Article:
Property appraisers don’t dictate what the value is. We merely research and analyze market data to interpret and then report what the market says the value is.
Many years ago, an appraiser friend (Ben was his name) asked me to go along on a challenging appraisal assignment to aid in data collection. On the way he needed to drop off an appraisal report to a lender client.
He handed the report to his client who quickly turned to the bottom of page two, and said: “Wow Ben, I was sure this one would have come in at least $20,000 higher.” Without the slightest hesitation, Ben pulled his chair a little closer to the client’s desk and said: “Me too…I thought it would be higher, but that’s what the market said!” He went on to explain how the market had said that, placing all the blame on that darned old market.
I can’t begin to count the number of times I’ve used Ben’s successful technique.
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The standard residential appraisal report form’s definition of Market Value states in part:
“Implicit in this definition is the consummation of a sale as of a specified date and passing of title from seller to buyer under conditions whereby:
- buyer and seller are typically motivated…”
So, this is a pretend sale between a typically motivated buyer and a seller. We need to explore who the most likely market participants might be. Are they owner/occupants or are they investors, for example?
- “both parties are well informed or well advised, and each acting in what he or she considers his or her own best interest;”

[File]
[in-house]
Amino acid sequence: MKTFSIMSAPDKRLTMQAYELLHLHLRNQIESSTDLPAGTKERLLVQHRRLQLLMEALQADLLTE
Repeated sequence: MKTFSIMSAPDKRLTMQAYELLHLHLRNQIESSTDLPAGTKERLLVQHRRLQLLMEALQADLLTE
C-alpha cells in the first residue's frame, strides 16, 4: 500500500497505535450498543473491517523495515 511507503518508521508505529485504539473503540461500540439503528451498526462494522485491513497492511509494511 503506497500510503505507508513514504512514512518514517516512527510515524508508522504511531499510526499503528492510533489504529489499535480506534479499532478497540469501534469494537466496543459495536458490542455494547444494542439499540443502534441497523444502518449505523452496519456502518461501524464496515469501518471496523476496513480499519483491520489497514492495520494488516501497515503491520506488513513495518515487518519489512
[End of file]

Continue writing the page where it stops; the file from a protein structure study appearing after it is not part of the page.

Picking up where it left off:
This pretend transaction involves parties who are adequately informed, acting rationally, and looking out for themselves. We wouldn’t want to do an analysis based on one or both parties being insufficiently aware, or with there being some ulterior motives at play.
- “a reasonable time is allowed for exposure to the open market;”
Reasonable exposure time is important in determining what “the market” says the value is. The property has to have been adequately exposed to the market. Reasonable equates to the Goldilocks principle of just the right amount of exposure on the market—not too long or too short.
- “payment is made in terms of cash in U. S. dollars or in terms of financial arrangements comparable thereto; and”
This pretend sale should be thought of in terms of U.S. dollars (cash or equivalent) and not Euros, Bitcoin, nor Monopoly money. The value estimate is standardized to be reported in U.S. dollars, no need to convert to a different currency.
- “the price represents the normal consideration for the property sold unaffected by special or creative financing or sales concessions granted by anyone associated with the sale.”
Lastly, we need to think in terms of a normal transaction on this particular property, with no unusual financing or concessions by anyone affiliated with the sale.
So, it’s that darned old market that determines what the market value is. We, as appraisers, are only trying to find what the market says those typically-motivated, knowledgeable, or well-advised parties would agree upon for a sale price under typical conditions, as of a specific date, in our pretend sale.